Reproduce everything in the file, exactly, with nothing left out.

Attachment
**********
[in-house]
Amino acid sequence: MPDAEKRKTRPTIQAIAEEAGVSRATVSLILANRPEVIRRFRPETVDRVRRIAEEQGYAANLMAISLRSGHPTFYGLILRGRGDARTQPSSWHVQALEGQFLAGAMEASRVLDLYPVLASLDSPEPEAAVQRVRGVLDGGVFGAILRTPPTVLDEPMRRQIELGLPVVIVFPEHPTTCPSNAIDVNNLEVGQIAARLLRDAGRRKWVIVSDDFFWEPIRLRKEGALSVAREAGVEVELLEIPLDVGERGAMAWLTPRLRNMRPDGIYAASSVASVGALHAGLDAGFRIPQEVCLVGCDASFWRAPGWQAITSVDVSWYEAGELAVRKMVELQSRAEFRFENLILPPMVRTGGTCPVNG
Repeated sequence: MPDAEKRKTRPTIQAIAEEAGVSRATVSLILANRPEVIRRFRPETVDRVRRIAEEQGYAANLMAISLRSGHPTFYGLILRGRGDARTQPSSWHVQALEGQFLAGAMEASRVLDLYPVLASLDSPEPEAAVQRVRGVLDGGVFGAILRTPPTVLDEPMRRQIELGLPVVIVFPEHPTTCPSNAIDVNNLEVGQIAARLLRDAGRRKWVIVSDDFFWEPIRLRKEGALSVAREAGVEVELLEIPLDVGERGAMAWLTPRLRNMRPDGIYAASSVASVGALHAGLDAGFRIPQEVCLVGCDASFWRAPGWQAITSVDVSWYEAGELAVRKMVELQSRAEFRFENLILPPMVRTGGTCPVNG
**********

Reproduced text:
[in-house]
Amino acid sequence: MPDAEKRKTRPTIQAIAEEAGVSRATVSLILANRPEVIRRFRPETVDRVRRIAEEQGYAANLMAISLRSGHPTFYGLILRGRGDARTQPSSWHVQALEGQFLAGAMEASRVLDLYPVLASLDSPEPEAAVQRVRGVLDGGVFGAILRTPPTVLDEPMRRQIELGLPVVIVFPEHPTTCPSNAIDVNNLEVGQIAARLLRDAGRRKWVIVSDDFFWEPIRLRKEGALSVAREAGVEVELLEIPLDVGERGAMAWLTPRLRNMRPDGIYAASSVASVGALHAGLDAGFRIPQEVCLVGCDASFWRAPGWQAITSVDVSWYEAGELAVRKMVELQSRAEFRFENLILPPMVRTGGTCPVNG
Repeated sequence: MPDAEKRKTRPTIQAIAEEAGVSRATVSLILANRPEVIRRFRPETVDRVRRIAEEQGYAANLMAISLRSGHPTFYGLILRGRGDARTQPSSWHVQALEGQFLAGAMEASRVLDLYPVLASLDSPEPEAAVQRVRGVLDGGVFGAILRTPPTVLDEPMRRQIELGLPVVIVFPEHPTTCPSNAIDVNNLEVGQIAARLLRDAGRRKWVIVSDDFFWEPIRLRKEGALSVAREAGVEVELLEIPLDVGERGAMAWLTPRLRNMRPDGIYAASSVASVGALHAGLDAGFRIPQEVCLVGCDASFWRAPGWQAITSVDVSWYEAGELAVRKMVELQSRAEFRFENLILPPMVRTGGTCPVNG